'Electronic nose' sniffs out bad landfill odours

A device that remotely monitors bad odours and gases at waste landfill sites has been invented by scientists at the University of Manchester. The device, which works like an electronic nose, could prove a useful solution for waste management companies who encounter problems with methane emissions and air pollution.

Typically, the gases and odours produced by decomposing waste are analysed manually using handheld detectors, and by panels of volunteers asked to smell samples of air. The device differentiates itself from other instruments by claiming to be sensitive enough to monitor low concentrations of these gases and odours on a real-time basis, enabling intervention before unacceptable levels are reached. "This device offers the ability to monitor gas and odour levels in real-time," says Professor Krishna Persaud, inventor of the device.

The instrument has four sensors that analyse the composition of gases in the air. Air is sucked into the device at regular intervals and then profiled. The chemical profile of the air is then sent in real-time via a built-in GPS modem to a remote computer.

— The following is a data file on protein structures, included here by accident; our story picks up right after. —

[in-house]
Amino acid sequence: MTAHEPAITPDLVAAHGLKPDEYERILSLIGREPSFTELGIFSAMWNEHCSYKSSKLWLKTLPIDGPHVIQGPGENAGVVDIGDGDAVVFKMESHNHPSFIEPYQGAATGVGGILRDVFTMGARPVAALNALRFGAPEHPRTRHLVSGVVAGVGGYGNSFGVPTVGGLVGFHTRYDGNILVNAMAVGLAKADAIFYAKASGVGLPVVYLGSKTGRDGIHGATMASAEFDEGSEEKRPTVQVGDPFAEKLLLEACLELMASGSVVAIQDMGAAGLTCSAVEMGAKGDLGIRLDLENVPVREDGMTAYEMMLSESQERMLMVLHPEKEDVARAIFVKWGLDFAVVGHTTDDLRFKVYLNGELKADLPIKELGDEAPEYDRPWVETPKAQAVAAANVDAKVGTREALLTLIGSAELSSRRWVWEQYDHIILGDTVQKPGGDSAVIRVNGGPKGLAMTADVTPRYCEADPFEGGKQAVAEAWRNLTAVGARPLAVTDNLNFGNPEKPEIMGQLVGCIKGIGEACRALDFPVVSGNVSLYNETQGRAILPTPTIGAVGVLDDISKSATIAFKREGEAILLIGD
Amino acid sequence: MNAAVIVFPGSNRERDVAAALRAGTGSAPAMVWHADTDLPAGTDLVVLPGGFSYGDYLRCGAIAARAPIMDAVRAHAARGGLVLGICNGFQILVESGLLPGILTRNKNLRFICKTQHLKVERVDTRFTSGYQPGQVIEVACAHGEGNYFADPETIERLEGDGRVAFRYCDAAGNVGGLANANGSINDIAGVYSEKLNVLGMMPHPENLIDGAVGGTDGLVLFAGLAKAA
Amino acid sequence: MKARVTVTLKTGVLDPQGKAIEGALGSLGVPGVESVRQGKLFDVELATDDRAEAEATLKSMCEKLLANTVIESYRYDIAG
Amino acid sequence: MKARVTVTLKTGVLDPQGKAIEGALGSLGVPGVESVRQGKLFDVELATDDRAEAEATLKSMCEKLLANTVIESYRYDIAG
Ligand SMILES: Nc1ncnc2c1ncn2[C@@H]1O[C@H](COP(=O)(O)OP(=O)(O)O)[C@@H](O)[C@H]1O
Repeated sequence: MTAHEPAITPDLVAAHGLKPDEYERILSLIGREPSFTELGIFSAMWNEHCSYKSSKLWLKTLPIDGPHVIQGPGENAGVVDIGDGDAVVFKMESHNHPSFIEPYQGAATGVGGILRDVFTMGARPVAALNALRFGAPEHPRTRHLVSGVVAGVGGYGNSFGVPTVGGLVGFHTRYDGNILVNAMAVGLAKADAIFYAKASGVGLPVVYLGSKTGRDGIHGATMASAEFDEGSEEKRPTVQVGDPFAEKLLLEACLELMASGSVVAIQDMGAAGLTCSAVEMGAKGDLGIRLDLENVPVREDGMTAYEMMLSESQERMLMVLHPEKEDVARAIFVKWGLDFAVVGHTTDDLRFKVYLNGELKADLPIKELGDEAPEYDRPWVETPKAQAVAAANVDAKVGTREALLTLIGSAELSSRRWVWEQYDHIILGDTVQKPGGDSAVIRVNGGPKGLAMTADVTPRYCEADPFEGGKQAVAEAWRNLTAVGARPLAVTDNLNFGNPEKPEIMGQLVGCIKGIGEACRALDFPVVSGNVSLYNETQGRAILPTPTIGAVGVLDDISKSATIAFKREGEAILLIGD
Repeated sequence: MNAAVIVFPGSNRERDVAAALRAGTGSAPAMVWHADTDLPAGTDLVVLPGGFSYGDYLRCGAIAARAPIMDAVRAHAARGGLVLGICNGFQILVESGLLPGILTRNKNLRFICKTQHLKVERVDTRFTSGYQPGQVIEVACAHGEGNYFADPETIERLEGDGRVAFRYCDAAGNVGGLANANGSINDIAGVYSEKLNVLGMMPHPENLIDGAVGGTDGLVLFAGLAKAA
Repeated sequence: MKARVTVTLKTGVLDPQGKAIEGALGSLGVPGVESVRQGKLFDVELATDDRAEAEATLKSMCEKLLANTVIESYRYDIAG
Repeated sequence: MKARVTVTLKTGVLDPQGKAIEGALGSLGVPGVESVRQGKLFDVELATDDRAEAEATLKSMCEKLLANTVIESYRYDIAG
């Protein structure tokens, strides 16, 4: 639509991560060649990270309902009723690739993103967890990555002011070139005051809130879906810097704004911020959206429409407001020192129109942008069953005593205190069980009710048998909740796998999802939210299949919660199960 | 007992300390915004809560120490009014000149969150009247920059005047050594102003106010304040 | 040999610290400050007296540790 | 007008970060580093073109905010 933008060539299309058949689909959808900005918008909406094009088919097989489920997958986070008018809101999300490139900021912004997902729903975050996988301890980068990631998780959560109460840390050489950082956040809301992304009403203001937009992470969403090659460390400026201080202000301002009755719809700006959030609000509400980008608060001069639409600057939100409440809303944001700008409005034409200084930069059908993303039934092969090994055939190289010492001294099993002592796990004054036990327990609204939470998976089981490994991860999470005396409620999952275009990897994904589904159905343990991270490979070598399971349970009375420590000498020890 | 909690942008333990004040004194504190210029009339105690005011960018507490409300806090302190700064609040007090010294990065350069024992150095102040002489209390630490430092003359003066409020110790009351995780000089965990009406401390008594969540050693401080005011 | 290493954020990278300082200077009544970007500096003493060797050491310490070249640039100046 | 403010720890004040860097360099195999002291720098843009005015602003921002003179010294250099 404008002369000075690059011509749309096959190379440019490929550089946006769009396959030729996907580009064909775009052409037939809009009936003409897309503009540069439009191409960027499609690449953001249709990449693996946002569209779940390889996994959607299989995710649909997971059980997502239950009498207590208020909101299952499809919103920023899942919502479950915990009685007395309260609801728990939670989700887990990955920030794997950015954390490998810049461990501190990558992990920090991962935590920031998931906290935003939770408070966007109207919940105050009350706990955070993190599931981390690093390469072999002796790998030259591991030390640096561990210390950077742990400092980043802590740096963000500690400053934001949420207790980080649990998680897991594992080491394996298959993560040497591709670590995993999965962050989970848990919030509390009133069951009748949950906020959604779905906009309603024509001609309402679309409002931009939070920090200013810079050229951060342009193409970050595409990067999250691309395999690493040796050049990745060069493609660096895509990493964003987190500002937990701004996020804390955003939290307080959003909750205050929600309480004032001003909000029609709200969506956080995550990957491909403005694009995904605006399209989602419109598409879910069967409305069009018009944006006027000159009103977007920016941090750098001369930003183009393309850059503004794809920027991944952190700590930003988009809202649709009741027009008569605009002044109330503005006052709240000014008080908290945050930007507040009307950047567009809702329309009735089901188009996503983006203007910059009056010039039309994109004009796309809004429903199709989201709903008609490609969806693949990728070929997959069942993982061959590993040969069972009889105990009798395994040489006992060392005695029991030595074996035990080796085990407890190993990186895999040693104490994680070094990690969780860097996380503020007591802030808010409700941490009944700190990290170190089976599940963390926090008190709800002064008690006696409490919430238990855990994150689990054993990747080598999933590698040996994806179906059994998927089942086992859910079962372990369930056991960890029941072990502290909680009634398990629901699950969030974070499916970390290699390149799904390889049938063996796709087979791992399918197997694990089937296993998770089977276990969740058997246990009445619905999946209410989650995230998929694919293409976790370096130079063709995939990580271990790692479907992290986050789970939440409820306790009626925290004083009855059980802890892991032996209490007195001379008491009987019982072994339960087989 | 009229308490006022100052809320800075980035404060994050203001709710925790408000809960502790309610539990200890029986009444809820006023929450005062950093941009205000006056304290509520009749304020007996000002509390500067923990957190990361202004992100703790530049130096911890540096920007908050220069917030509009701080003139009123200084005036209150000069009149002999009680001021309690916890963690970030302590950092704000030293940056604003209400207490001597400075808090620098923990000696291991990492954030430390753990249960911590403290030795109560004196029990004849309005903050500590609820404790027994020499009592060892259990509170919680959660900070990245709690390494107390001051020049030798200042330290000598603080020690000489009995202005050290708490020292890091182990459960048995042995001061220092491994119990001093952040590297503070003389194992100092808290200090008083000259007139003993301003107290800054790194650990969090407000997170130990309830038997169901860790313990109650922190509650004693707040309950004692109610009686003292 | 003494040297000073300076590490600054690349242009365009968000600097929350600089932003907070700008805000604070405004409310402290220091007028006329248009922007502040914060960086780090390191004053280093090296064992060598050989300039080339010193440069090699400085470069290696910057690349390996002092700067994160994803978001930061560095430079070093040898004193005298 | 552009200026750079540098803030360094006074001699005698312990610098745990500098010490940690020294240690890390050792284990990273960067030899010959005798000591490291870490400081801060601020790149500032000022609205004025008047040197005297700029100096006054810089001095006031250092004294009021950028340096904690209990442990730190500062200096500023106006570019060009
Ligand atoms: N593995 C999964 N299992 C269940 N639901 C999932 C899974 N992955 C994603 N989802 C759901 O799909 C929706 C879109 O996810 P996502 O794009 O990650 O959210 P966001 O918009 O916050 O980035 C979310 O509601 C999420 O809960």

Based on the concentration of various chemicals, the system is able to determine whether gases or odours have reached an unacceptable level. The air is then filtered before being expelled back into the atmosphere. Developed in collaboration with the Silsoe Research Institute, the device has already been successfully tested at the Brookhurst Wood waste landfill site, near Gatwick Airport.

For further details, contact: krishna.persaud@manchester.ac.uk

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